I haven’t read enough foreign reviews about the badge-jobs to be able to compare to the prevailing opinions over here.
Reputed to be the best and being the best are different things. In the case of the 9-4x/SRX, GM reserved the most adequate engine for the Cadillac and stuck Saab with the ones nobody wanted.
How is that? They both offered the same 3.0 and 2.8TT. The SRX didn’t get the 3.6 until after Saab had gone out of production.
Without knowing exact production dates, I can only go by what I read in the magazines. There I read that GM stuck Saab with the two engines that buyers and reviewers found resistable. The turbo 2.8 was a laggy gas hog and the 3.0 na was lacking in torque for such a heavy vehicle.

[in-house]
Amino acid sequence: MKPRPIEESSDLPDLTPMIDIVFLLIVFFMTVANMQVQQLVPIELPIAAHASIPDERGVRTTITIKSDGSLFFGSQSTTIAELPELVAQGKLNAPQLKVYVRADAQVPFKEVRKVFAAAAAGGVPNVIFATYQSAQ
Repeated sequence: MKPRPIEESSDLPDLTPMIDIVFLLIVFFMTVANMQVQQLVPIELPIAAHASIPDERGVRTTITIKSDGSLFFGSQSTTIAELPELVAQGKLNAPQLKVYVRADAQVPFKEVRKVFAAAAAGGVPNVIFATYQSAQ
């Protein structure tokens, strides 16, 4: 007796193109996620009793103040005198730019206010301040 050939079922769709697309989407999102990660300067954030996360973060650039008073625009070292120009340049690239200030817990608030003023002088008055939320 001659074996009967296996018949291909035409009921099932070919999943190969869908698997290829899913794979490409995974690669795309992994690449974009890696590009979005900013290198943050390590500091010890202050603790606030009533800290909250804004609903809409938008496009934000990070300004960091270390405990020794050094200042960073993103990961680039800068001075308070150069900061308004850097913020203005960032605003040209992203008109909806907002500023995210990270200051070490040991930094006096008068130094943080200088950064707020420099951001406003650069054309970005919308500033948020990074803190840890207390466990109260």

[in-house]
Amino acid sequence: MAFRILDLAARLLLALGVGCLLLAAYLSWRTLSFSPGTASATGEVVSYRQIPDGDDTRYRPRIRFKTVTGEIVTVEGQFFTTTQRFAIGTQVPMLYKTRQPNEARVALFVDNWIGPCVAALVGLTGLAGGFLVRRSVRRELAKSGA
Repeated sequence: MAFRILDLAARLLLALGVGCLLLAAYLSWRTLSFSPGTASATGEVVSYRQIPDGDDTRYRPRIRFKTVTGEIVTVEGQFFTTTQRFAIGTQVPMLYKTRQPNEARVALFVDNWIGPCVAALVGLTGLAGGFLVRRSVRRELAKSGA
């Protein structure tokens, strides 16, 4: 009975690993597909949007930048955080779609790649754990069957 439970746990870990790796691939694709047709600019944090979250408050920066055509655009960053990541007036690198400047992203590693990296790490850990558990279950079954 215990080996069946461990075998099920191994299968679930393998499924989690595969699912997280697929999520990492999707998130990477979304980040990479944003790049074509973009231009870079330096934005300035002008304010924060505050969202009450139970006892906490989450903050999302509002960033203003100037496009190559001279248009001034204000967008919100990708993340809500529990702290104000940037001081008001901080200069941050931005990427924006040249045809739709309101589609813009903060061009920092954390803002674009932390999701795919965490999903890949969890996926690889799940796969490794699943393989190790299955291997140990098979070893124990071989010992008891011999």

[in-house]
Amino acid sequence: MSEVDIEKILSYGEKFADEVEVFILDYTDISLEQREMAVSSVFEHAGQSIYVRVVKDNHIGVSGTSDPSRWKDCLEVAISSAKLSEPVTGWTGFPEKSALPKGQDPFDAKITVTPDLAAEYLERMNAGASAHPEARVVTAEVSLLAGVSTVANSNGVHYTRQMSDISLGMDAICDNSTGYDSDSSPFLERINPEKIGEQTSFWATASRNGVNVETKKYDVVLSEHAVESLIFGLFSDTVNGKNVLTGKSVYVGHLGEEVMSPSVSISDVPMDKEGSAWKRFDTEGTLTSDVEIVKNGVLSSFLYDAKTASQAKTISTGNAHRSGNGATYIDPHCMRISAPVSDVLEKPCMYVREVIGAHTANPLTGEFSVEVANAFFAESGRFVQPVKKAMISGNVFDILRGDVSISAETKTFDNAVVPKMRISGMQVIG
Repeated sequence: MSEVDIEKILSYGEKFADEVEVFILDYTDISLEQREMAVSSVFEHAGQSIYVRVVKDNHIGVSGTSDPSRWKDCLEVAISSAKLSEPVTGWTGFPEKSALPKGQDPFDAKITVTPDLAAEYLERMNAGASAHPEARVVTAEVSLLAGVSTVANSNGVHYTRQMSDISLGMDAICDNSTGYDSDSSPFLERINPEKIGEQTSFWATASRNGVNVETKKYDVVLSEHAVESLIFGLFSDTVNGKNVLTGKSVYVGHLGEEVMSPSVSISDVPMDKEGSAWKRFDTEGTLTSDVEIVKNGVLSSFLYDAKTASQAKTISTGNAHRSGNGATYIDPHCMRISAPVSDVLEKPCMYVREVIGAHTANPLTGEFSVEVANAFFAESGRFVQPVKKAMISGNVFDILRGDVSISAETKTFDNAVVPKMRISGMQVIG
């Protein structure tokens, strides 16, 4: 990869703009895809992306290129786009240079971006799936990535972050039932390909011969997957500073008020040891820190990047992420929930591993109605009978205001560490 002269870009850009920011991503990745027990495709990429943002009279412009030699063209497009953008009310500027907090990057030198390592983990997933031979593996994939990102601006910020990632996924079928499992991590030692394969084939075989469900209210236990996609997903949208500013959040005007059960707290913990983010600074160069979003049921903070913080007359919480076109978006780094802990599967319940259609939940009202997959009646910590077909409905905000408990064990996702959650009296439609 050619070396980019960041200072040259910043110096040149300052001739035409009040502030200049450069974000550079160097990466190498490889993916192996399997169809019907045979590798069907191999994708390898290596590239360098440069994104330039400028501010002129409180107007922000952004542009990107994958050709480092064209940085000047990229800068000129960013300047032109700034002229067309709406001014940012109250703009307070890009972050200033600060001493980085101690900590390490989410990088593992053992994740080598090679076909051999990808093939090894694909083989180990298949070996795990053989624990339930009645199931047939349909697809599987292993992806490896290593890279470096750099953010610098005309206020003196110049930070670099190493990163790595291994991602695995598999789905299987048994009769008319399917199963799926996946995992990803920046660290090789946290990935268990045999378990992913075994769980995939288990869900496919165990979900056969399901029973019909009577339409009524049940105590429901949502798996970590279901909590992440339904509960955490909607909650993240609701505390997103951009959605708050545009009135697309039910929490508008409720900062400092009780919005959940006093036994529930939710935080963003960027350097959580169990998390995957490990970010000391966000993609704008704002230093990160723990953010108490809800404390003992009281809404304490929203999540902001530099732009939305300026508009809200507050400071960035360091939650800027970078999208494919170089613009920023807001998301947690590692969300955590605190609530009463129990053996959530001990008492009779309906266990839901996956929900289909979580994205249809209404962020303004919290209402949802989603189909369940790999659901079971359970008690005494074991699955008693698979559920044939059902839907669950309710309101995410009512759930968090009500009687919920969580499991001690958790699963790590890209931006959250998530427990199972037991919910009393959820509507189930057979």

“Without knowing exact production dates, I can only go by what I read in the magazines. There I read that GM stuck Saab with the two engines that buyers and reviewers found resistable. The turbo 2.8 was a laggy gas hog and the 3.0 na was lacking in torque for such a heavy vehicle.”
Come on dude. You can hate GM all you want, but at least admit when you’ve been wrong about something you think you may have read 3 years ago in a magazine.
The 2011 SRX and 9-4X were produced with the 2.8 TT and the 3.0. There were 570-something Saabs built both engines were optional. When the 2012 model year came out, Saab was no longer producing anything and Cadillac dropped the 2.8TT and 3.0 for the 3.6
Once in a while 30 seconds on wikipedia can be your fact check friend if you choose not to believe me. 🙂